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Dublin: 15 °C Wednesday 19 September, 2018
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No garden, no problem: What can you grow in your apartment?

Just because you haven’t got a garden (or allotment) doesn’t mean you can’t grow your own vegetables.

You don't need one of these.
You don't need one of these.
Image: Johannes Kornelius via Shutterstock

AS THE MOVE toward growing your own vegetables continues to gather pace, those who find themselves living in apartments don’t have to feel left out.

With last year’s census reporting that 177,587 apartments are occupied in Ireland, that makes for a lot of balconies.

With many used as little more than a storage area for varnish-starved patio furniture and rusting BBQs, they could instead be used to help reduce the weekly food bill.

While the number of allotments available to rent throughout the country continue to increase, using a balcony has two major advantages – location and cost.

Stephen Alexander – a horticulturist with Teagasc who has written the free “A Guide to Vegetable Growing” – believes these everyday areas are easy to transform.

“It doesn’t have to be a balcony,” he says, “you can even make use of a window ledge.”

“The simple thing to start off with are herbs, such as parsley, as it will regrow,” Alexander suggests.

“That’s a very easy way to get started. You can buy them already potted for a couple of euro, but be careful. There will only be enough nutrition to keep it alive [initially] for a couple of weeks.”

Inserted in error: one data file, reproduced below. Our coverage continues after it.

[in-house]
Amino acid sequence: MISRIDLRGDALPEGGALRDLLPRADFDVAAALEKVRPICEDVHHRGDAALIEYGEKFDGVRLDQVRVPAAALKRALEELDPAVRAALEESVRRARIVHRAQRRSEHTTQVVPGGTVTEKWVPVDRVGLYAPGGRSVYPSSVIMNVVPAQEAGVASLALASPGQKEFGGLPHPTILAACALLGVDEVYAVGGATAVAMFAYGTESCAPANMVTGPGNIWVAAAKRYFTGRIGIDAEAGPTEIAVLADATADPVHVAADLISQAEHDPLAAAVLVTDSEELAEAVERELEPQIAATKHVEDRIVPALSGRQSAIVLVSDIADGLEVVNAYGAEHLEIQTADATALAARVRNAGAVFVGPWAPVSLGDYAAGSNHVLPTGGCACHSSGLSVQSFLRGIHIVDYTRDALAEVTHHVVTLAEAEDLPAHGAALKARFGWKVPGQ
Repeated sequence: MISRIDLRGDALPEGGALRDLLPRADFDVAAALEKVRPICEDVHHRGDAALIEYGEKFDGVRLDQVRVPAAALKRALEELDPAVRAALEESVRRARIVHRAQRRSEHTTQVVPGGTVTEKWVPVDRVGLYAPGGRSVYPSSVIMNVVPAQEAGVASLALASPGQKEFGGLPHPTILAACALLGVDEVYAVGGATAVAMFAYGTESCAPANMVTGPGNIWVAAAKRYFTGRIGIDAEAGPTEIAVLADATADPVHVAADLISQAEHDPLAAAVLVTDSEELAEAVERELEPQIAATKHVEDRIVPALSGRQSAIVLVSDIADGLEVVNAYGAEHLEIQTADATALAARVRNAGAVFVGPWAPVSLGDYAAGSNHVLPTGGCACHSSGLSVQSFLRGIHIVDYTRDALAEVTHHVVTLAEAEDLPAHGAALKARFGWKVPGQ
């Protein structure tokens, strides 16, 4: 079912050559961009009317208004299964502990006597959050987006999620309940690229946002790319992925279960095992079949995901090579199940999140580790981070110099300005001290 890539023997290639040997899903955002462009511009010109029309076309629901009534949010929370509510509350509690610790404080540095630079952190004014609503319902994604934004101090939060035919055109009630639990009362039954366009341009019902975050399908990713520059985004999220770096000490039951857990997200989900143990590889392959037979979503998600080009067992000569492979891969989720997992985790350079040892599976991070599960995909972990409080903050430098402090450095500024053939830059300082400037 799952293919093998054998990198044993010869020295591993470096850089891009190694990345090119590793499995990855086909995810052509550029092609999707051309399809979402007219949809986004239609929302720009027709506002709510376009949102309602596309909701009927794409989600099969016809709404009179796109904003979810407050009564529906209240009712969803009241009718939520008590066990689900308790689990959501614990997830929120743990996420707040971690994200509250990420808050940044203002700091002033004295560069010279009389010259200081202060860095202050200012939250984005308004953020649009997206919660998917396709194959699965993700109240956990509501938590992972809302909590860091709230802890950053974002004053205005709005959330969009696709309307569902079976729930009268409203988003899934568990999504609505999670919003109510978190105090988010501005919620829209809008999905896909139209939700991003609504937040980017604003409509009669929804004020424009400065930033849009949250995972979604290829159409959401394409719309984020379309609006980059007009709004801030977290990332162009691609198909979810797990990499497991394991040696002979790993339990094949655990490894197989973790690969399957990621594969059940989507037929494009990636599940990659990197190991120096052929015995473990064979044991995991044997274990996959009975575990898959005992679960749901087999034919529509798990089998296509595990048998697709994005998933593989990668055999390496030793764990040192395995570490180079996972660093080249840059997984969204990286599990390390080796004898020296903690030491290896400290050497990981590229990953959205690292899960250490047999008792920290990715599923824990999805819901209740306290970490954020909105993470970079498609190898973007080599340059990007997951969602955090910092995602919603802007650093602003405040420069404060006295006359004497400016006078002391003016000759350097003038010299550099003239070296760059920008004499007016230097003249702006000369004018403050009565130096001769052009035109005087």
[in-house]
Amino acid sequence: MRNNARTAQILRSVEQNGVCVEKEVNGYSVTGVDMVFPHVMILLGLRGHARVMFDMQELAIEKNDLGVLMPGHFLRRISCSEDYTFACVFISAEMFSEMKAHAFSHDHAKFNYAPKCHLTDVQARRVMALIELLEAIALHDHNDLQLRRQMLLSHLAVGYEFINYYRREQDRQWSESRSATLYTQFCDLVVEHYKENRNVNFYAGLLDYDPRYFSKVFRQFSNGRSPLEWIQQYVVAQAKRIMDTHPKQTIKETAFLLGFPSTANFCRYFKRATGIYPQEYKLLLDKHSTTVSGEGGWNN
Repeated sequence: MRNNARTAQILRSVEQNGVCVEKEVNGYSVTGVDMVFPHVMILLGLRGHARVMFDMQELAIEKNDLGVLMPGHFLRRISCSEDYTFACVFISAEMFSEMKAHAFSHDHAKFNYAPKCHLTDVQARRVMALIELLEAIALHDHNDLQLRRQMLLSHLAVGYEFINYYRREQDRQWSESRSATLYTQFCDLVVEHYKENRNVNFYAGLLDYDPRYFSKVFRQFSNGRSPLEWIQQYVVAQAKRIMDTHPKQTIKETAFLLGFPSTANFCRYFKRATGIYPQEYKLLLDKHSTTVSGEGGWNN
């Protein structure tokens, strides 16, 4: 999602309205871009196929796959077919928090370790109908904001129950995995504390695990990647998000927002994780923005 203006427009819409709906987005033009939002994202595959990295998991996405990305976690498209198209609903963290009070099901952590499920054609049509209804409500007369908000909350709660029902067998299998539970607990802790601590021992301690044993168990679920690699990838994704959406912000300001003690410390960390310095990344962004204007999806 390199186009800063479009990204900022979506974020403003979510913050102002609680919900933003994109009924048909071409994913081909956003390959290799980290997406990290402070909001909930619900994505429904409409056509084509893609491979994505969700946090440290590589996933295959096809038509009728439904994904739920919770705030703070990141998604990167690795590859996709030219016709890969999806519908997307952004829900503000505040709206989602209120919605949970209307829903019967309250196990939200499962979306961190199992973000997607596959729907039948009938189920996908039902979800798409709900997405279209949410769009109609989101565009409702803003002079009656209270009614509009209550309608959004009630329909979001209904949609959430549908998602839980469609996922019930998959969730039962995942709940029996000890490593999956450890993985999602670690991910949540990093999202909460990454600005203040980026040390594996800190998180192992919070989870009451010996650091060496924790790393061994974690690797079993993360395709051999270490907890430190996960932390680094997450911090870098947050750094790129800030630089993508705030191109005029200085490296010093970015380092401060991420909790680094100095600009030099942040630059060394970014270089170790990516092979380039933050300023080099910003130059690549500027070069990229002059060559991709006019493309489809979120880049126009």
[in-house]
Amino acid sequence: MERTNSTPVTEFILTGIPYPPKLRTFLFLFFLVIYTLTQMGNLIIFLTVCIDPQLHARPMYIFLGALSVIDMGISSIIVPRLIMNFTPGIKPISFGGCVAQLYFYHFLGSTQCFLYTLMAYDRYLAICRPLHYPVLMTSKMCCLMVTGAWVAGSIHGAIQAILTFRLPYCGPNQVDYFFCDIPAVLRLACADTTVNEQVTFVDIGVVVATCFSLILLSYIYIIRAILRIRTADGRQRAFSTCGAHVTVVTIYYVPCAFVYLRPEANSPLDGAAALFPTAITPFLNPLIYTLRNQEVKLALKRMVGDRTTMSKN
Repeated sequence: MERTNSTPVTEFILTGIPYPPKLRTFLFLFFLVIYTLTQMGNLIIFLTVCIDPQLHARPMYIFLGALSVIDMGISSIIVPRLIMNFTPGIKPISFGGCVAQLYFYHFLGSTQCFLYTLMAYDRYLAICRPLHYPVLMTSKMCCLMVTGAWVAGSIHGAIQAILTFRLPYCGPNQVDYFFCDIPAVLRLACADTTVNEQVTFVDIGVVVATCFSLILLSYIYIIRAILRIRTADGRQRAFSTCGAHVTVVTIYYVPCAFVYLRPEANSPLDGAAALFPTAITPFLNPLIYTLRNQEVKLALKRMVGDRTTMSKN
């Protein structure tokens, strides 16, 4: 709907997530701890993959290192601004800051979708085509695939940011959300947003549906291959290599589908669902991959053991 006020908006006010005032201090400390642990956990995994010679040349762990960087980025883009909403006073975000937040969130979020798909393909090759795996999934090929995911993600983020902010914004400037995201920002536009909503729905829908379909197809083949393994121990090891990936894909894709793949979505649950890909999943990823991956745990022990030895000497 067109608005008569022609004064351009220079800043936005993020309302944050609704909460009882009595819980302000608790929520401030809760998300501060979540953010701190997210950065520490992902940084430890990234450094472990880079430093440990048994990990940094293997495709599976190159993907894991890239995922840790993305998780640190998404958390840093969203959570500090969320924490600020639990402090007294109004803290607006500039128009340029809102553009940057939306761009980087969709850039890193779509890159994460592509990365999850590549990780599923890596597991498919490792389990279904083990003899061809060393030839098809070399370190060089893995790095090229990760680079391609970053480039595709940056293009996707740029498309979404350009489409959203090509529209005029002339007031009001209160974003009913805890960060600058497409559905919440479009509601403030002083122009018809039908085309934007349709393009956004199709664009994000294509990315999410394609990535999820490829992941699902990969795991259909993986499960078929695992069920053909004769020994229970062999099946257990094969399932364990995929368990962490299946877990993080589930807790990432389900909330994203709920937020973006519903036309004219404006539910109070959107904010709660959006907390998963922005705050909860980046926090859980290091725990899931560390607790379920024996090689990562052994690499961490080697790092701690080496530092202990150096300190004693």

Making use of your balcony floor will require what Alexander refers to as “the original for outdoor growing” – a grow bag.

(A grow bag in action – jeremytarling via Flickr/Creative Commons)

“Deeper grow bags will also let you grow carrots and potatoes,” he says.

“The beauty is that they keep on popping up. Lettuce is another one. That will keep on growing too.”

Other vegetables can prove to be more difficult. “Root crops [where the roots are the edible part] such as carrots, parsnips or turnips can be harder to grow,” he says.

You’ll also have to be more picky as you have less space.

If you can’t grow down, you can always trying growing up, by planting hanging vegetables such as bush tomatoes.

All of this comes with a big be a good neighbour caveat, however. It’s always worth checking what you are and aren’t allowed to do with your balcony before embarking.

Read: Iggy What? Lizard found in Kildare garden >

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About the author:

Paul Hyland

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